Fairbanks Mobile Crisis Teams awarded $800,000 grant to strengthen crisis response – State of Reform

To continue improving Alaska’s response to individuals experiencing mental health difficulties, the Board of Trustees of the Alaska Mental Health Authority has awarded $800,000 in grant funding to the Behavioral Health Trust (AKBH) for the continued support of the Fairbanks Mobile Crisis Team (MCT).

The Trust supports the launch of MCT Fairbanks, which will begin operations in November 2021. MCT Fairbanks consists of mental health professionals and peer support specialists who assess individuals experiencing mental health difficulties while providing trauma-informed care, with a focus on suicide prevention.

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“This grant will support the ongoing deployment of a clinician/peer support professional mobile crisis team to help individuals in crisis stabilize in the community rather than in a more acute care setting like an emergency room or prison,” said Steve Williams, CEO of the Trust.

The mobile response unit was created as the current care system struggles to provide timely access to crisis services and is unable to meet individuals where they are in crisis. Current care systems often rely heavily on law enforcement, the criminal justice system and hospital emergency rooms to respond to behavioral health crises, according to Fairbanks MCT.

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“The mobile crisis team has 321 referrals from law enforcement, hospitals, and prisons,” Brenda McFarlane, Current Crisis Coordinator for Fairbanks, told State Reform.

The diversions took place during the first full year of the program-from November 1st, 2021, to October 31st, 2022. Fairbanks MCT call volume is higher now after a year of operation, according to McFarlane, who told the State of Reform that November 2022 had 89 calls with 89% diversion from law enforcement, incarceration, and hospitals.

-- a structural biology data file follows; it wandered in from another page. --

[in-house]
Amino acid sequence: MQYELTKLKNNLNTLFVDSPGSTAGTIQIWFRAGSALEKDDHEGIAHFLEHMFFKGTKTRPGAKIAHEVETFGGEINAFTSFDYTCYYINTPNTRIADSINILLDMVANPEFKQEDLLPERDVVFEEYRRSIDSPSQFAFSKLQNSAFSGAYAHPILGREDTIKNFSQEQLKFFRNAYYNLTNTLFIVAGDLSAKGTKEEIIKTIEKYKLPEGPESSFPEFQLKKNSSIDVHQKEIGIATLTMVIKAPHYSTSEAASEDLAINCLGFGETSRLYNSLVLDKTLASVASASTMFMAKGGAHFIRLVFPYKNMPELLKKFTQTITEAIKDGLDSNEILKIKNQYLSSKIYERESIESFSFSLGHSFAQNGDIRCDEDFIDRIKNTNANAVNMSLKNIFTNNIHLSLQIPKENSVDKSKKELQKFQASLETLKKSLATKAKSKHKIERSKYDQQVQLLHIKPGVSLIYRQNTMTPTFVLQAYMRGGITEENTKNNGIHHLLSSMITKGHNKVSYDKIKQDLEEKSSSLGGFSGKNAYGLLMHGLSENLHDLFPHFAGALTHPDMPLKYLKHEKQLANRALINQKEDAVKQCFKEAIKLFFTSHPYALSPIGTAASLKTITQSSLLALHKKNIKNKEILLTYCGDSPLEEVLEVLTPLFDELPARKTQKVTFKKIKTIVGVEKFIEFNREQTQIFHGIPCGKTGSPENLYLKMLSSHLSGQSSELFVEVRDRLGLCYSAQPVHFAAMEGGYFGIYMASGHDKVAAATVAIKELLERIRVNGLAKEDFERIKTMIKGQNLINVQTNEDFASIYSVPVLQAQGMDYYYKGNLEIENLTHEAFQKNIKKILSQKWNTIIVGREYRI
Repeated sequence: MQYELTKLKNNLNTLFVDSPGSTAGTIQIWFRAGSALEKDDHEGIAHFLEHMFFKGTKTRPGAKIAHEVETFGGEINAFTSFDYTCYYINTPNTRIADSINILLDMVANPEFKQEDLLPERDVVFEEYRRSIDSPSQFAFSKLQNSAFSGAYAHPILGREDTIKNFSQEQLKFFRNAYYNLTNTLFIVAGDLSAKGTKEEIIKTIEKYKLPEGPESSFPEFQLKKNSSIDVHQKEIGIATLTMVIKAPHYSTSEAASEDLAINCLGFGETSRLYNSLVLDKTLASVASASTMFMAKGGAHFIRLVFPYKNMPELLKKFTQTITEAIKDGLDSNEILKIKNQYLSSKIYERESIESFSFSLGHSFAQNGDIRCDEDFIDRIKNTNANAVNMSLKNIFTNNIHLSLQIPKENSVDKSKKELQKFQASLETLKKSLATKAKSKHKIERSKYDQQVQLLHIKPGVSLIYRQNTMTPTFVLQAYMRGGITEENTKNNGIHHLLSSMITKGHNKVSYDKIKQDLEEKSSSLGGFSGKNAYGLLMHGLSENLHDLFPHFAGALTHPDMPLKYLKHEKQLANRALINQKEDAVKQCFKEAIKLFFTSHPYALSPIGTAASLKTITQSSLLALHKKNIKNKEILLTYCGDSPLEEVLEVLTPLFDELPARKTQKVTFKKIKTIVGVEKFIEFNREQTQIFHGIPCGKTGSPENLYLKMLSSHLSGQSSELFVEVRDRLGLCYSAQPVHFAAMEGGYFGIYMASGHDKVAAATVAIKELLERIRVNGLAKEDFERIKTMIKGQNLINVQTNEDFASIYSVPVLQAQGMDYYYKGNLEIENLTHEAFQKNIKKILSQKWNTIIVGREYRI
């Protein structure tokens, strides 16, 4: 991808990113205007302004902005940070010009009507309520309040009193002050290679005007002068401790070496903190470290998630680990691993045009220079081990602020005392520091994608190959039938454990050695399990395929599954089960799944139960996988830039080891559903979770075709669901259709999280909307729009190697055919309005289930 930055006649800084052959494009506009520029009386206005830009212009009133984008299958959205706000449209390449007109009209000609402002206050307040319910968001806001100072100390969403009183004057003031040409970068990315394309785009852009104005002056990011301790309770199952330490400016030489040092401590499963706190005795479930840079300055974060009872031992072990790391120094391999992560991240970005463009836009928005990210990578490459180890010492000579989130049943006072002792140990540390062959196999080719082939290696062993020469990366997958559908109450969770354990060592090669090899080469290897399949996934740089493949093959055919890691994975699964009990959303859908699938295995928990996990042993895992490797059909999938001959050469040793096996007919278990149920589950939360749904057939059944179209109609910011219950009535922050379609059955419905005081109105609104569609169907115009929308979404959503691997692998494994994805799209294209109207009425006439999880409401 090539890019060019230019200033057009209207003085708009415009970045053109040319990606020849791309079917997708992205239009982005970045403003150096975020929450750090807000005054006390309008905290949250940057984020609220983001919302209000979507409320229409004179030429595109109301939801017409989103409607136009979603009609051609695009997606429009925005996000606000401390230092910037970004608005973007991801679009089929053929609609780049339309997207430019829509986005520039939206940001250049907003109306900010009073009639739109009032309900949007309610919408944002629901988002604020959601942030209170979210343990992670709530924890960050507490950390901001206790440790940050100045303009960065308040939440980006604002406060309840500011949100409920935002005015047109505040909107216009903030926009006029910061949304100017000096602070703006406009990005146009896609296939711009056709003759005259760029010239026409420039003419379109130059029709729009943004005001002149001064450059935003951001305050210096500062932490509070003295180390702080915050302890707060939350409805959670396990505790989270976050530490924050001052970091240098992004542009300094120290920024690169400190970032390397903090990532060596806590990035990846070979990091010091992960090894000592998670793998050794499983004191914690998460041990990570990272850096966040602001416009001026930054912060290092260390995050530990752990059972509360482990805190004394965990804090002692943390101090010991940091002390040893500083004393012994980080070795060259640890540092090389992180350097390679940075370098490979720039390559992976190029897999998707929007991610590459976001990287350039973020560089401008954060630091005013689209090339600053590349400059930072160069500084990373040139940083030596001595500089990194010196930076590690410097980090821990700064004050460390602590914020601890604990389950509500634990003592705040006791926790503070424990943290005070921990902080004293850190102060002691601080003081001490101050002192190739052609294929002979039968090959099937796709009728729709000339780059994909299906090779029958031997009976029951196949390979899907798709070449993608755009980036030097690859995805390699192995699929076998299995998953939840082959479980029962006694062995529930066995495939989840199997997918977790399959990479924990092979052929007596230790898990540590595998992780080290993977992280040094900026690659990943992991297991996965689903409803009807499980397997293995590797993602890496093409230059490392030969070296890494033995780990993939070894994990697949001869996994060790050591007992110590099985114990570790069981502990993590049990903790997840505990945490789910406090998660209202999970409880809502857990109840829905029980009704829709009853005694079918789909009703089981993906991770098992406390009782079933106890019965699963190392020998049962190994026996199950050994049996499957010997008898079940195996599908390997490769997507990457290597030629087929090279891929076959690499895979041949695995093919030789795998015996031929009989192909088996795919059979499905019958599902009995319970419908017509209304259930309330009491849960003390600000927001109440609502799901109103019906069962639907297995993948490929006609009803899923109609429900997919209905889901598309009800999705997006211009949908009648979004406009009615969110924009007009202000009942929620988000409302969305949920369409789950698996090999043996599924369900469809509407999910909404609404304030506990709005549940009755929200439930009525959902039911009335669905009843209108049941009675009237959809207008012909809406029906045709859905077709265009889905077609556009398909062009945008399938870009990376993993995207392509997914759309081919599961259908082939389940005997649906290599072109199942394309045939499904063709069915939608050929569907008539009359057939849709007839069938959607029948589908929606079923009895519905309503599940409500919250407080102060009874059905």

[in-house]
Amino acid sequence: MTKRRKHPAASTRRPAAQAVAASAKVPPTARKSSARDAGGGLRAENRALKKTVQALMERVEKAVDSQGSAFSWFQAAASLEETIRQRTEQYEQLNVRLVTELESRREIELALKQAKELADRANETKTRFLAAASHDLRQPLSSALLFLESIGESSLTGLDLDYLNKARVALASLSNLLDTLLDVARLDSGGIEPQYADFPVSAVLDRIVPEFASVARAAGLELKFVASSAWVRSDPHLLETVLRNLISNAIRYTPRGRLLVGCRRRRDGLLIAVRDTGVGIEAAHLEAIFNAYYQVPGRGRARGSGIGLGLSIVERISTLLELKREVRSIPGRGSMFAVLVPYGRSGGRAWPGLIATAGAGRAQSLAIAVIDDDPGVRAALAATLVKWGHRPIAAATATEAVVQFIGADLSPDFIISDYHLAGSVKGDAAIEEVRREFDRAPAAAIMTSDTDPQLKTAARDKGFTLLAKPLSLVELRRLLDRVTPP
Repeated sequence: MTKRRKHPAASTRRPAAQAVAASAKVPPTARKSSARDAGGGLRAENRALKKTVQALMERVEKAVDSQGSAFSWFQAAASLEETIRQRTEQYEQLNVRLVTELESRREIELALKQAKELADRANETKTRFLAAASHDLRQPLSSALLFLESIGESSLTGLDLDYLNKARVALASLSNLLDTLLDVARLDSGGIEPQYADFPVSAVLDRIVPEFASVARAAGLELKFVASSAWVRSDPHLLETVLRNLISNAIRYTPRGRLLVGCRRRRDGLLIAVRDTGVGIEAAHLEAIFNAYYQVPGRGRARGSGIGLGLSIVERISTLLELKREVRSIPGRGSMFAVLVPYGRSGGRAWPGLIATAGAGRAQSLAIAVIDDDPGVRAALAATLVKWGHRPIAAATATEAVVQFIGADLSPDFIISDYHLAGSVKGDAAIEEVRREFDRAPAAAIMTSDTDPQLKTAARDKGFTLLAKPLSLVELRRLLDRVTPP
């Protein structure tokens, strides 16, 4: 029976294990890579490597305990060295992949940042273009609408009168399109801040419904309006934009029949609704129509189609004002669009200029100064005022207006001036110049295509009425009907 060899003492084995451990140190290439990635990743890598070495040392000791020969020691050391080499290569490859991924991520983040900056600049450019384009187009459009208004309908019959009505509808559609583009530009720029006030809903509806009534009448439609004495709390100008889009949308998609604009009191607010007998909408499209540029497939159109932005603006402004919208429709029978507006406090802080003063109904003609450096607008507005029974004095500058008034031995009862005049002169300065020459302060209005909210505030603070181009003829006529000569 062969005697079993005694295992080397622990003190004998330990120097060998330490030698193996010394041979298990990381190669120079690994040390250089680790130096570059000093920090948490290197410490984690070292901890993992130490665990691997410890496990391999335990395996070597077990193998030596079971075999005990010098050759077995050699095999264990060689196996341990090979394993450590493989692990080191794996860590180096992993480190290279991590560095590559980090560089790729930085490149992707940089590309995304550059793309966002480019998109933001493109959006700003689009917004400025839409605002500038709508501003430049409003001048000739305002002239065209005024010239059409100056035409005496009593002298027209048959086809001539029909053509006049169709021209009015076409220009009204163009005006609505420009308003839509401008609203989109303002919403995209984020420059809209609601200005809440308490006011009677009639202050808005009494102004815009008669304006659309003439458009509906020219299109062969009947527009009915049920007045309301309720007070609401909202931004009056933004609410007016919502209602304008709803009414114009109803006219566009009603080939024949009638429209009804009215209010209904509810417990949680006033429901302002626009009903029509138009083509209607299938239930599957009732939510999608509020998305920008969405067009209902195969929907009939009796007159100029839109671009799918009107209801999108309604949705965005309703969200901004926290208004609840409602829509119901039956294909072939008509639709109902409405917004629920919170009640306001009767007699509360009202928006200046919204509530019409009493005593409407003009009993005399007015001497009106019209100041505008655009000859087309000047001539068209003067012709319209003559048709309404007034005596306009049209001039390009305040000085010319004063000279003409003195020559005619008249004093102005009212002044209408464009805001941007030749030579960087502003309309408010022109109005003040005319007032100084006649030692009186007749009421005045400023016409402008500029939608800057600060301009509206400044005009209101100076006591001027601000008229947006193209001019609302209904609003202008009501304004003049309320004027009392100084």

“Our number will be significantly higher next year as our callout area will also expand,” McFarlane told State of Reformasi.

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MCT is dispatched by the 911 dispatch center in Fairbanks and provides service to anyone in North Star Borough at home, work., or other community-based locations.

Services include triage and screening; assessment; de-escalation and resolution; peer support; coordination with medical and behavioral health services; collaboration with family and natural support; information and referrals; and crisis planning and follow-up.

The Trust designates a portion of its operating budget for various types of grants, which are awarded to organizations that represent one or more of the Trust’s beneficiary groups. The Trust authorizes about $20 million in annual grants.

This $800,000 grant, which funds the program through November 30, 2023, will help provide needed crisis stabilization services in Alaska using Current Crisis model as a framework. Crisis Now is a continuum of services to improve mental health crisis response; prevent suicide; and reduce reliance on law enforcement, emergency rooms and jails when responding to crises. The model includes crisis call centers, mobile crisis teams and crisis stabilization centers.

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Not only will the grant support Fairbanks’s MCT staffing, but will also support ongoing coordination with local government, emergency services, law enforcement, and public health stakeholders who help ensure the success of MCT operations, according to the Trust.

“We are excited to make a difference for Fairbanks residents in crisis through the operation of Alaska’s first mobile crisis team,” said Sarah Koogle, AKBH Fairbanks Clinic Manager. “We are grateful for the Trust’s support to continue this work, which improves outcomes for individuals in crisis.”

The Current Crisis of Trust REPORTS indicates that there may be about 200 crisis episodes per 100,000 residents of North Star Borough, with 1,021 episodes annually for MCTs. So far this year, the Fairbanks MCT has received more than 700 dispatch calls, according to Biastock.


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